The recent HSBC (HBC) money laundering case, in which the U.S. Senate says the bank failed to prevent billions of dollars' worth of money transfers linked to drug cartels and terrorist groups, has heightened awareness of money laundering controls, particularly where banks have relationships with third parties in local countries to help execute mobile money transactions or remittances. Celent says spending on operations and technology related to anti-money laundering compliance will reach $5.8 billion in 2013-including $1.4 billion in internal and external spending globally.
A case in point is Michigan First Credit Union, a $620 million-asset credit union based in Lathrup Village, Mich. "It's not something where we can manually look at every single account, and know to look at a certain person right away," says Ed White, risk management supervisor for the credit union.
To handle the expanding fraud threat facing the financial services industry, the credit union has turned to a hosted, centralized case management system that integrates with the credit union's core banking system to capture transaction and user data to spot potential fraud or money laundering.
The product, called Aithent Fraud Manager, accumulates data from multiple business segments and feeds it into a single database. This database is analyzed to spot suspicious transactions or users, as well as transaction patterns that can suggest fraud. These patterns and red flags are used to build a case profile that the credit union's management leverages to halt transactions, close accounts, and build reports for investigators, law enforcement or regulators.
"This system allows us to include every last detail we would want, from names of people writing a check or who may have written a check on that account in the past," White says. Checks, payments, financial activity and correspondence are imaged and run through the Aithent system to generate suspicious activity reports. "It can be letters, emails, anything that can allow us to generate a report," White says.
The new software, which Aithent installed on the computers of the executives charged with managing fraud risk, bundles a mix of detection, case building and reporting functions that had been previously handled by various point solutions and manual processes. By consolidating money laundering and fraud risk, White says the credit union can build cases of potential criminal activity faster. It can also benefit from continual analysis of transactions across the entire credit union. This is designed to shorten the scope and timeframe of transactions being examined.
"The new system can process transactions while I'm sleeping and have a list of transactions that I can look at in the morning," White says.
Venu Gopal, CEO of Aithent, contends anti money laundering and other fraud detection remains siloed, creating an opportunity to improve prevention by aggregating transaction and correspondence data from the systems that underpin accounts, payments, and CRM, and placing that data into a centralized database for analysis. Gopal also says the software uses probabilistic theory — or the analysis of past transactions to inform forward looking predictions — as part of the analytics that aim to spot fraud.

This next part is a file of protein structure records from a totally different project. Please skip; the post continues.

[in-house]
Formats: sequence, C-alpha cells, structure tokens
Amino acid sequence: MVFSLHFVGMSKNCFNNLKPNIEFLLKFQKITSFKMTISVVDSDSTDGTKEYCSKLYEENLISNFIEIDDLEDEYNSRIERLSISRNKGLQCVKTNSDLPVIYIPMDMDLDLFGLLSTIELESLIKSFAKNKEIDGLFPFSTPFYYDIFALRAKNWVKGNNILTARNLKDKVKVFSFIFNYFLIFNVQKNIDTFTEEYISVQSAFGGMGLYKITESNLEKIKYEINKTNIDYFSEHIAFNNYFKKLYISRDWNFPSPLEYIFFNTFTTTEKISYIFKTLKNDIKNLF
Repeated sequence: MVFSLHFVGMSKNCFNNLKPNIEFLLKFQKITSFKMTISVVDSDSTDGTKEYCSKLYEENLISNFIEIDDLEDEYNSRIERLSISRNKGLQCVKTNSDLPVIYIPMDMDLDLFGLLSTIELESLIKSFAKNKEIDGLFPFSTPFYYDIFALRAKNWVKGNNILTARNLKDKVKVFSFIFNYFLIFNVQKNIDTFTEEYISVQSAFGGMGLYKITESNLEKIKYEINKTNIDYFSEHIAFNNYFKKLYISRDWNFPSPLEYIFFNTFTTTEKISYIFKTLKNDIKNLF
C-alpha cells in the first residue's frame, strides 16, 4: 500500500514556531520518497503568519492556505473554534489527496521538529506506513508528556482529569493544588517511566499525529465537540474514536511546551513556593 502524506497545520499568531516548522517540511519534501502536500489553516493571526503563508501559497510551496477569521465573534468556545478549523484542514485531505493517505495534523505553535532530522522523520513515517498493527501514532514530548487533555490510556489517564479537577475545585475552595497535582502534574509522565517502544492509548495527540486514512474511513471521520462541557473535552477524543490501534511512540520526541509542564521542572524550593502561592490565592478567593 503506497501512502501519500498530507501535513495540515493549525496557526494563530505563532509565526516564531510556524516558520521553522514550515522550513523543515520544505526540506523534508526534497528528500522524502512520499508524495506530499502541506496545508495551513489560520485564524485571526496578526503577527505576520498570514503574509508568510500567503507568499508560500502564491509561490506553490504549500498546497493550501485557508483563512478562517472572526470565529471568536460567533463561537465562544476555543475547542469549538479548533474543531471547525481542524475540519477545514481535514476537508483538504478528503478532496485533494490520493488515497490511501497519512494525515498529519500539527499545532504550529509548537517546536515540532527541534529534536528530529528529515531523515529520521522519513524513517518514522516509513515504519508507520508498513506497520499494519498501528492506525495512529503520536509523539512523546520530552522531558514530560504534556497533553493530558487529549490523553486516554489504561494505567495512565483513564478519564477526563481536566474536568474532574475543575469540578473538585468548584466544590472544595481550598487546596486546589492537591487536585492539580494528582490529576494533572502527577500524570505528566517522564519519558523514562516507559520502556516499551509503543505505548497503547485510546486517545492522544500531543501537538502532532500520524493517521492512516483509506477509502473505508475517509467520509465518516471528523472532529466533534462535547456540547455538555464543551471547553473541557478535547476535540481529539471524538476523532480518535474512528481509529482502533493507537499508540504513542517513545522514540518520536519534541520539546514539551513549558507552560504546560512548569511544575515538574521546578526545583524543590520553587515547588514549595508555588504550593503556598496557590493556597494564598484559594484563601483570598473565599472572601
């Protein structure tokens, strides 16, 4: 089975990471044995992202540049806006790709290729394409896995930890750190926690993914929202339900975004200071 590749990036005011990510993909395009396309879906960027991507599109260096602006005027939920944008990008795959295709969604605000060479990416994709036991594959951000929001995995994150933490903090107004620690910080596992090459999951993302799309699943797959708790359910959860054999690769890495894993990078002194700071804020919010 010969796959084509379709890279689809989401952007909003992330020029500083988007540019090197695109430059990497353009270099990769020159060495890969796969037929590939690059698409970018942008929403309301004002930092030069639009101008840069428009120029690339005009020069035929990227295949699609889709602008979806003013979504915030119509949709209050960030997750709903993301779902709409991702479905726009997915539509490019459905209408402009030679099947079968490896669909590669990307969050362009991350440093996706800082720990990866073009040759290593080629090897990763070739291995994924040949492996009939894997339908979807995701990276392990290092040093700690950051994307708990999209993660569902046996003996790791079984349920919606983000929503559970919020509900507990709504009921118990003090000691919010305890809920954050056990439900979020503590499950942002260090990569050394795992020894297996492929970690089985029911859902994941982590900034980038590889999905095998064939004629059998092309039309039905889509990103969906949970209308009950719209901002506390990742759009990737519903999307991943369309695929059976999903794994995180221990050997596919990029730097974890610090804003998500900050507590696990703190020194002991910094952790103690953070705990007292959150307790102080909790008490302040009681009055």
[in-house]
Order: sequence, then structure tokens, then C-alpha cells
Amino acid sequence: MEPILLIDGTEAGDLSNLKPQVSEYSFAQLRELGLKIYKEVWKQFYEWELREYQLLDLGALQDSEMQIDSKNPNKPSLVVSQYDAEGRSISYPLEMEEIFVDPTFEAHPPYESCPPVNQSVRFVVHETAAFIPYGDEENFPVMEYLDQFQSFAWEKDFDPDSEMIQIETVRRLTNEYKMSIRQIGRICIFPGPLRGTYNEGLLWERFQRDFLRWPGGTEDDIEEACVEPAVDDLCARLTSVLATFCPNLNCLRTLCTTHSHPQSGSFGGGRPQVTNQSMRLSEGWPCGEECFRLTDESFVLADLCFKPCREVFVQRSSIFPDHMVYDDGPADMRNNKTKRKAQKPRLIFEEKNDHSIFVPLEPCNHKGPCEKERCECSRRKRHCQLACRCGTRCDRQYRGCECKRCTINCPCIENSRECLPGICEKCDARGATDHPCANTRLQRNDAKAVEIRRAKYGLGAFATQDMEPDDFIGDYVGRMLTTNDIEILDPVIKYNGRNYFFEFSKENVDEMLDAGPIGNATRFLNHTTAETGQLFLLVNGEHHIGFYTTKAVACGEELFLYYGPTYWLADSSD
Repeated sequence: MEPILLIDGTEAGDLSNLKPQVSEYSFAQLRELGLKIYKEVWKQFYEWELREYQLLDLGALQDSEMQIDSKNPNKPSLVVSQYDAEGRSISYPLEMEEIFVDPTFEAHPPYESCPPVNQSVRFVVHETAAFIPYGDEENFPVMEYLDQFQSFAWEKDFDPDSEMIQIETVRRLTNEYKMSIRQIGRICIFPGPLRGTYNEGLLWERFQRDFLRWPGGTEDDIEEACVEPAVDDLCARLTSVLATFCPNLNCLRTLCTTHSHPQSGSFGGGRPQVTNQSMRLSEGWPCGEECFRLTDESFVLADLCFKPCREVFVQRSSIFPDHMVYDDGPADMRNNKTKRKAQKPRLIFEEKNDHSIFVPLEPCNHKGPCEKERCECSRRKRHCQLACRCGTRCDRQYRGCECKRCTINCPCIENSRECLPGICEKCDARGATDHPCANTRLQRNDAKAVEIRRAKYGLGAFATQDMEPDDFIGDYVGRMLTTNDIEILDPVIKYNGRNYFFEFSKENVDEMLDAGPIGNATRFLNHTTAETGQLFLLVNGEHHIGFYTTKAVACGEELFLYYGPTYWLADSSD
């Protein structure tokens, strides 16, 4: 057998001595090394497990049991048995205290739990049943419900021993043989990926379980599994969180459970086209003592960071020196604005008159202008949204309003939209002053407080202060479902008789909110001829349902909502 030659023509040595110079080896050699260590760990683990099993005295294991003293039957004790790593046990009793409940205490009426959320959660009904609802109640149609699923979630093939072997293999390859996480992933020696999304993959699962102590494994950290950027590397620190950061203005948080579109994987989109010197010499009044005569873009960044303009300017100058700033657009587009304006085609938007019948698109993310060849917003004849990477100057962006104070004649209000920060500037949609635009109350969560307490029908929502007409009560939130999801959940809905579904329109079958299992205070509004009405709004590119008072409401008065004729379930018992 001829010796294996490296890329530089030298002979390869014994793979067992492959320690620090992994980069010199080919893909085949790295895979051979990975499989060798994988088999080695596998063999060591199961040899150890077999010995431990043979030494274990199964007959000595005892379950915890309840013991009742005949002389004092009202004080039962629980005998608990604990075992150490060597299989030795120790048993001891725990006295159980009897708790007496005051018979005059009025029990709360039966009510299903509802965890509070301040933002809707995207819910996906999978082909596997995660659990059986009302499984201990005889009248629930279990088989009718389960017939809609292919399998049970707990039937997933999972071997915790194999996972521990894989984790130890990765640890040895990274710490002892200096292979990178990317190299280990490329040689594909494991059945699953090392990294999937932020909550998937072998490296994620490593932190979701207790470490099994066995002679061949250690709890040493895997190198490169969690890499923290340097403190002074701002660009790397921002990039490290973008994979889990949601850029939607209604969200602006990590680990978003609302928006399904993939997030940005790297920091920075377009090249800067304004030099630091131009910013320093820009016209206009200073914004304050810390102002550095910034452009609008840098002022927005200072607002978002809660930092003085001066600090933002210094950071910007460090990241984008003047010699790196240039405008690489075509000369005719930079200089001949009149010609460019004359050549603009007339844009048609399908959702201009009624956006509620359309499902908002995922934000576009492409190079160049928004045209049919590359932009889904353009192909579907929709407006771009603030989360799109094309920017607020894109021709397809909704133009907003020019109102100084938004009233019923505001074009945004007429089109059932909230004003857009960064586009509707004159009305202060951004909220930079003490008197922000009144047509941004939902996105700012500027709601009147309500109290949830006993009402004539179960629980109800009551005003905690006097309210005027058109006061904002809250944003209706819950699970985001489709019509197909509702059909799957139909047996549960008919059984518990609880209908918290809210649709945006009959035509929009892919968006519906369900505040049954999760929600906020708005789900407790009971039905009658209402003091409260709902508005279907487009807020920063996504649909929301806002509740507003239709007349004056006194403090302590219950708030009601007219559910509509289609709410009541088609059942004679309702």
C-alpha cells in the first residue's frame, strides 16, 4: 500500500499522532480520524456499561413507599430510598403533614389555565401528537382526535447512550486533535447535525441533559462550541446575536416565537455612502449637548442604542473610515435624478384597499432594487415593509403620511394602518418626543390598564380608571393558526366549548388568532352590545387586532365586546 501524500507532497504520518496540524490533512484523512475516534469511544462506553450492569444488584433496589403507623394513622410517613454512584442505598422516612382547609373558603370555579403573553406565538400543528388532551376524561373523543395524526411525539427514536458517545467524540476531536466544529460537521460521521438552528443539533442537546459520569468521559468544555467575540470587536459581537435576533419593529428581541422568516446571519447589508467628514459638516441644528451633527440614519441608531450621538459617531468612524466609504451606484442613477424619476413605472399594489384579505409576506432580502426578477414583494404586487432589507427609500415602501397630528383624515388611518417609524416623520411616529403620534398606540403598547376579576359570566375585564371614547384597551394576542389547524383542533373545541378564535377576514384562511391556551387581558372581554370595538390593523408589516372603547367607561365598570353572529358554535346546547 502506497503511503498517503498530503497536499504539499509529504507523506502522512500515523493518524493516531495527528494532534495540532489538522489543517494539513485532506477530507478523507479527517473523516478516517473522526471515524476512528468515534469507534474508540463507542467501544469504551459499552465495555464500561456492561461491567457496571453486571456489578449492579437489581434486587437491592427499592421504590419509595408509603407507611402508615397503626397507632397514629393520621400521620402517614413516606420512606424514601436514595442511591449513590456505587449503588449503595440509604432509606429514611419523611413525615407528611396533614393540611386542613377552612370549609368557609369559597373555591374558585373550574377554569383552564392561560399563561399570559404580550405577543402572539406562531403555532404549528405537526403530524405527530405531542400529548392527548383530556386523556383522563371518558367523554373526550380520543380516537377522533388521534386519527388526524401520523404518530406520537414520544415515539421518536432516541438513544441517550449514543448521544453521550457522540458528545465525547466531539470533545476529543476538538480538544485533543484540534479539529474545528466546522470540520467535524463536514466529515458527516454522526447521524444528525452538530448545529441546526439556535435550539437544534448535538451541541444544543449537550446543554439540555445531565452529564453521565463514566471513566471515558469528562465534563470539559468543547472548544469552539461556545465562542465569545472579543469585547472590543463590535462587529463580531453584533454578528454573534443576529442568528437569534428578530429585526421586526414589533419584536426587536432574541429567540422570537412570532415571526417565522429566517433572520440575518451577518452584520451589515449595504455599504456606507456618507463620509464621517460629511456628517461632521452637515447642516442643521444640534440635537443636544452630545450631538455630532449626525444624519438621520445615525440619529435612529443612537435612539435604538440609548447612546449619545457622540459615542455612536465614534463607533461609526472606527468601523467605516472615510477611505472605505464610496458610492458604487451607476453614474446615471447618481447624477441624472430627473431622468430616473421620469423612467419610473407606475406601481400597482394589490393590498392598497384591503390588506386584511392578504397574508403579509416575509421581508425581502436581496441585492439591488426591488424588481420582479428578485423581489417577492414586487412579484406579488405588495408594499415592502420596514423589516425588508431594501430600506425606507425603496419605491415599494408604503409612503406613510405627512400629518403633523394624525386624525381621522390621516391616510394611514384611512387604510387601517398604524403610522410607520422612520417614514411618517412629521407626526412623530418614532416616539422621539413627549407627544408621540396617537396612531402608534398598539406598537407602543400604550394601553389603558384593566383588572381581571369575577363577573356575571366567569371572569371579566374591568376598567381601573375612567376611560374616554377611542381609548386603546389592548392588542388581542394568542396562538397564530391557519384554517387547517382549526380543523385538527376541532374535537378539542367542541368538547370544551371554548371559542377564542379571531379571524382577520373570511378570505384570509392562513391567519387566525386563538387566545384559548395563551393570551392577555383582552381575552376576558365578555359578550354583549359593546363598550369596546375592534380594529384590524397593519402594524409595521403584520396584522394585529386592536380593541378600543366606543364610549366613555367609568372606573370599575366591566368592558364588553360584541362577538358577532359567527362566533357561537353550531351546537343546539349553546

Hazem Mulhim, CEO of EastNets, a firm that sells anti-money laundering, fraud prevention and identity theft protection to a roster of clients that includes ING Direct (ING), says the increasing cost of anti-money laundering (AML) technology is driving the trend toward centralizing and standardizing AML strategies. "We are starting to see an increase in the number of financial institutions how willing to adopt an enterprise-wide compliance approach because of the heightened need to respond to challenges brought on by the need to meet regulatory requirements, fears in mitigating their reputational risks and organization mandates to protect their brand. The future trend of AML strategies for many multinational firms will drive the integration of AML systems and antifraud operations across business silos and geographic regions."
Mulhim says the money laundering risk can be high for mobile money transfer services (MMT), which are frequently used to establish financial services in emerging markets that lack infrastructure for branches, but where smartphone penetration is heavy. This leads banks to partner with local wireless or telecom providers — or other local financial institutions — to establish mobile remittance and other financial services. "Because mobile money is a relatively new product in most countries, this alone brings risks for mobile/web heavy financial services business models," Mulhim says.
Mulhim says the need to comply with local and international anti money laundering and terrorism finance laws is standard practice for banks establishing mobile money transfer services, but knowledge of such laws often lags among the mobile money network operators-or the wireless service providers that partner with financial institutions to expand into an emerging market.
"Financial regulators and mobile operators have to work closely together to understand the risks involved in a new generation of financial regulation for mobile money transfer services. This ultimately will lead to the emergence of new regulatory concepts of e-money and payment regulation. Regulation on the use of agents determines if entities other than banks are allowed to handle cash at both ends of the mobile money transfer service, whether on behalf of banks or non-banks, or remittance providers," Mulhim says.